Well, now my thoughts on death. I see it as a beautiful step to be embraced. It is a time of transition that allows us to better ourselves. I too firmly believe that you will die the way that you have lived your life. I also agree that the best thing that we can do to prepare for our death is to live our life now.

I see death as nothing special but yet something extraordinary. It is no more of no less important then any other aspect in life in my opinion.

12:49 PM  
Blogger Mark Walter said...

One way I see death is a way my Sensei taught me when he handed me a book one day. Here are the opening lines:

"One who is supposed to be a warrior considers it his foremost concern to keep death in mind at all times, every day and every night, from the morning of New Year's Day through the night of New Year's Eve.

"As long as you keep death in mind at all times, you will also fulfill the ways of loyalty and familial duty. You will also avoid myriad evils and calamities, you will be physically sound and healthy, and you will live a long life. What is more, your character will improve and your virtue will grow.

"Here are the reasons for that. All human life is likened to evening dew and morning frost, considered something quite fragile and ephemeral. While this is so of all people's lives, the life of the warrior is particularly precarious.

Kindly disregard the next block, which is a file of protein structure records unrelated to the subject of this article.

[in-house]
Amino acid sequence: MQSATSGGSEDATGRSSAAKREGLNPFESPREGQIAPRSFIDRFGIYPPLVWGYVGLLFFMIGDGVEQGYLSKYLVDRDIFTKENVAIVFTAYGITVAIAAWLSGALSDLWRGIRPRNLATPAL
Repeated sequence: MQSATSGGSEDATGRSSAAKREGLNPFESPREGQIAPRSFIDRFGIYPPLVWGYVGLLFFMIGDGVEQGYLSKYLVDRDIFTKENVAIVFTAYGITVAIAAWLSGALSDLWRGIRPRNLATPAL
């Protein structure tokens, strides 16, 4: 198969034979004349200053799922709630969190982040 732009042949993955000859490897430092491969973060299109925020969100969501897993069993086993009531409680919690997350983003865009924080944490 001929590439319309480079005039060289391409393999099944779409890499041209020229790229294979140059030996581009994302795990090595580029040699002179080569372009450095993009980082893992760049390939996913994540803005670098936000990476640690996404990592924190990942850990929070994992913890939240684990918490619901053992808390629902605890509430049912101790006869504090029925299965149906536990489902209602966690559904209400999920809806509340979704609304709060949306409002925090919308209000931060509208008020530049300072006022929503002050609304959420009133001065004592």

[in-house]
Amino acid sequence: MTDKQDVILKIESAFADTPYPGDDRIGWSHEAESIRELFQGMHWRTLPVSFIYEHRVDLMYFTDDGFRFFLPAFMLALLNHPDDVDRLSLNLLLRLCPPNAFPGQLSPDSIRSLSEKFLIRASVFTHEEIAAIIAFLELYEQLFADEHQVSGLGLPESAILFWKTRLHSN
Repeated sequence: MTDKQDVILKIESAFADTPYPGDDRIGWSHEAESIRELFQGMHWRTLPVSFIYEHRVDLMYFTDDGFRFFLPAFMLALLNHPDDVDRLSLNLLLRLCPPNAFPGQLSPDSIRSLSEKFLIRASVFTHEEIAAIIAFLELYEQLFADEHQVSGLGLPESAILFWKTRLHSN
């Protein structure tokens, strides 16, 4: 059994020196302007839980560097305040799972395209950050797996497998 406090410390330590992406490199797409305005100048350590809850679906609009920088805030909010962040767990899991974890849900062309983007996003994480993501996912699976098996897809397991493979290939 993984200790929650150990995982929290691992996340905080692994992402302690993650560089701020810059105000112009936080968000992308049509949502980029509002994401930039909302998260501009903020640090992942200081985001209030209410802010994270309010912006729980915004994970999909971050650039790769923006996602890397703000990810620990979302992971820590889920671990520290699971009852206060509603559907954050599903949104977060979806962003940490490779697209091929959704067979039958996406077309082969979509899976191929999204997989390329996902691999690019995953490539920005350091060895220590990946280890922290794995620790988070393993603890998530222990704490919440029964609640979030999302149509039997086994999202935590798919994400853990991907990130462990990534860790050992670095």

"If people comfort their minds with the assumption that they will live a long time, something might happen, because they think they will have forever to do their work and look after their parents - they may fail to perform for their employers and also treat their parents thoughtlessly.

"But if you realize that the life that is here today is not certain on the morrow, then when you take your orders from your employer, and when you look in on your parents, you will have the sense that this may be the last time

"When you always keep death in mind, when you speak and when you reply to what others say, you understand the weight and significance of every word as a warrior by profession, so you do not engage in futile arguments. As a matter of course you do not go to dubious places even if people invite you, so there is no way for you to get into unexpected predicaments. This is why I say you will avoid myriad evils and calamities if you keep death in mind."

Cleary, Thomas. Code of the Samurai: A Modern Translation of the Bushido Shoshinsu. Boston: Tuttle, 1999. 3-4

3:42 PM  
Blogger isaiah said...

Mark, Thank you for your post. I enjoyed reading from "Code of the Samurai" It reminds me of "The Tibetan Book of Living and Dying" by Sogyal Rinpoche, which I am now just getting into.

Yes, I very much like what you have posted. Feel free to visit again whenever you wish.

8:35 PM